Considerable attention was paid to the spectroscopic analysis of materials adhering to the Cheonan and the torpedo components. Simulations indicated that white powder adhering to the ship and torpedo “were confirmed to be explosion products formed by the detonation of an underwater explosive formulation with aluminum. They were not corrosion products of aluminum.” 
Some independent analysts have pointed out that the spectroscopic readings more closely match a type of clay, unrelated to an explosion. One of the things I looked for in the report was the pattern of the adhered materials, as presumably deposits resulting from an explosive force would show a pattern that differs compared to those adhering to metal that had settled in mud on the sea bottom. But that aspect is unaddressed in the JIG report.
The general distribution of the white powder does seem rather odd in some cases. For instance, the JIG report says that “an enormous amount of white powder was also observed on the inner and outer platings of the stack.”  One wonders if powder resulting from an explosion could have been so heavily deposited in the interior of the smokestack.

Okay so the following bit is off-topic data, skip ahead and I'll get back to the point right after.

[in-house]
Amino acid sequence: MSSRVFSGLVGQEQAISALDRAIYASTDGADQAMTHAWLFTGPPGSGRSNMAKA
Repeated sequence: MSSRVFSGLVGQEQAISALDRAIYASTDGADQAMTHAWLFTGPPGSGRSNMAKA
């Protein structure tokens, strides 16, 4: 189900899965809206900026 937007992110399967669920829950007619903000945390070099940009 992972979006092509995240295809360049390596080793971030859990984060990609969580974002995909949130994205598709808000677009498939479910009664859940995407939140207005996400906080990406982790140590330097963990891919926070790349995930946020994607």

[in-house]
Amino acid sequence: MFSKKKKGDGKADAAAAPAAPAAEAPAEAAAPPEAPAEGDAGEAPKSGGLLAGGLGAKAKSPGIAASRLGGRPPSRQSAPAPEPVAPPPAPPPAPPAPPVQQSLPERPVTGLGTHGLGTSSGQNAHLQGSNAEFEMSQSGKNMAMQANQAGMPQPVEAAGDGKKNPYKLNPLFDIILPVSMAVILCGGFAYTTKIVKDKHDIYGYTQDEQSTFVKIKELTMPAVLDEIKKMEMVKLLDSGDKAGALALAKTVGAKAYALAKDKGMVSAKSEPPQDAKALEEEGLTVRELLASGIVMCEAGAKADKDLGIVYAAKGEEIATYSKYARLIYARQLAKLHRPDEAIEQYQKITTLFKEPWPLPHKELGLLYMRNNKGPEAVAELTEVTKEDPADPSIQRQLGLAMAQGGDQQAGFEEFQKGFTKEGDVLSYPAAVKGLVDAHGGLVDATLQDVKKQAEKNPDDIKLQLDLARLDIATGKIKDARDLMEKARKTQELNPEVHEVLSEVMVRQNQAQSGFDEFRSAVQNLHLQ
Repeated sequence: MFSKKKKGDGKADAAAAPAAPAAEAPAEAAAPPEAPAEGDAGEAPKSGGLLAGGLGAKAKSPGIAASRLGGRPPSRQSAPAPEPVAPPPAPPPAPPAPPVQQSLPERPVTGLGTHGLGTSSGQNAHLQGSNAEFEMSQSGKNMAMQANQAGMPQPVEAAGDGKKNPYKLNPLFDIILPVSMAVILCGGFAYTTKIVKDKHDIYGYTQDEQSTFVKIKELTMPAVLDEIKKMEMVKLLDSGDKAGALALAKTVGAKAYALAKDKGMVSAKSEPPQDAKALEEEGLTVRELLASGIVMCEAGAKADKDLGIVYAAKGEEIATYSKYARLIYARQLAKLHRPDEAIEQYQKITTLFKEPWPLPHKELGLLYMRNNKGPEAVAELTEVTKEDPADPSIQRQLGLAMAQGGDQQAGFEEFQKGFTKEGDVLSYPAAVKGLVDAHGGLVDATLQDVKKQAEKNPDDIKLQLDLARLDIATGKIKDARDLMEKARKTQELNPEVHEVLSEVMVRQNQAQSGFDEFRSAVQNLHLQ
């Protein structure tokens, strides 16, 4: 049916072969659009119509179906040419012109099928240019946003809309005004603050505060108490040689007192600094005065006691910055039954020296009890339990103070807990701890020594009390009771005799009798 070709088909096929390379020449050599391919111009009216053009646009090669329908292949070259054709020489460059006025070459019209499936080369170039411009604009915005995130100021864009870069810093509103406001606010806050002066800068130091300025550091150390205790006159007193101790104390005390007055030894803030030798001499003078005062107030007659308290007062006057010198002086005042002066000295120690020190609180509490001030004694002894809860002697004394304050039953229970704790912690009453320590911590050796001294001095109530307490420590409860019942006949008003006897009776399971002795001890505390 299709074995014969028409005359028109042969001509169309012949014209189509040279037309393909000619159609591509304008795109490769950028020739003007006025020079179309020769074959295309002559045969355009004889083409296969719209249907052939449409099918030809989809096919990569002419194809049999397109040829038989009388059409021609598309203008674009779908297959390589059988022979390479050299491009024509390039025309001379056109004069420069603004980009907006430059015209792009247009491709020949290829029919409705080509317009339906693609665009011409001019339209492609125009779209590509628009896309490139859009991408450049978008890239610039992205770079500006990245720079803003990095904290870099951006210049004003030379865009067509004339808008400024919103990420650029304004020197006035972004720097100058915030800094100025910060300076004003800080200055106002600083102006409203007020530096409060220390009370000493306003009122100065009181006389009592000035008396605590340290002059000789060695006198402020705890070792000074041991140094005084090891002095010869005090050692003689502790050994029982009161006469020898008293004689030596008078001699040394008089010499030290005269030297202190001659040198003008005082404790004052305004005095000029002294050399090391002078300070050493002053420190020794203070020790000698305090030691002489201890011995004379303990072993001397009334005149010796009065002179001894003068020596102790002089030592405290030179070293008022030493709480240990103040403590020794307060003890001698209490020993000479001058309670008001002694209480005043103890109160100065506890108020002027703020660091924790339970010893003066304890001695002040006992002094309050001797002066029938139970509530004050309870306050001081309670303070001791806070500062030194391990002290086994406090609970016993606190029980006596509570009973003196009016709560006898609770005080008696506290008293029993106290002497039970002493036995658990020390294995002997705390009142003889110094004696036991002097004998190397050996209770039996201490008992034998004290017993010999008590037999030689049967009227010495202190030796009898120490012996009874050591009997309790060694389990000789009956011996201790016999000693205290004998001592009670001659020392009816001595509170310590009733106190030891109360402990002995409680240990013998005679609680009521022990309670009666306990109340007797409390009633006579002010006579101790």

Bolstering the claim that the white substance is clay deposit, last month a Korean journalist discovered a broken piece of a clamshell, covered in the same white substance, wedged inside the propulsion system of the found torpedo. That would seem to prove that the white material adhered to the surface of the torpedo only after it had been sitting on the sea bottom. The clamshell would not have been stuck in the torpedo prior to the explosion. 
Professor Chung Ki-young of Andong National University examined actual samples and determined that the substance was amorphous basaluminite, otherwise known as gibbsite, and could only have been built up over an extended period of time.  That was the same conclusion that Korean-American physicists Seung-Hun Lee and J.J. Suh had reached, based on their analysis of the spectroscopic readings.
It is interesting to note that while traces of HMX, RDX and TNT explosives were found on the Cheonan, investigators found no explosive residue on the torpedo components, as confirmed by General Yoon Jong-sung, head of the military’s Criminal Investigation Command. 
While the release of the JIG report has brought a welcome increase in the amount of information available, the evidence is still inconclusive. A torpedo cannot yet be ruled out as a possibility, but the torpedo that was located can be eliminated as the culprit. It should also be noted that the Cheonan was equipped with sonar, which was actively monitored, and at no time did it detect a submarine or a torpedo. In many ways, the evidence remains perplexing, failing as it does to point to any definitive conclusion.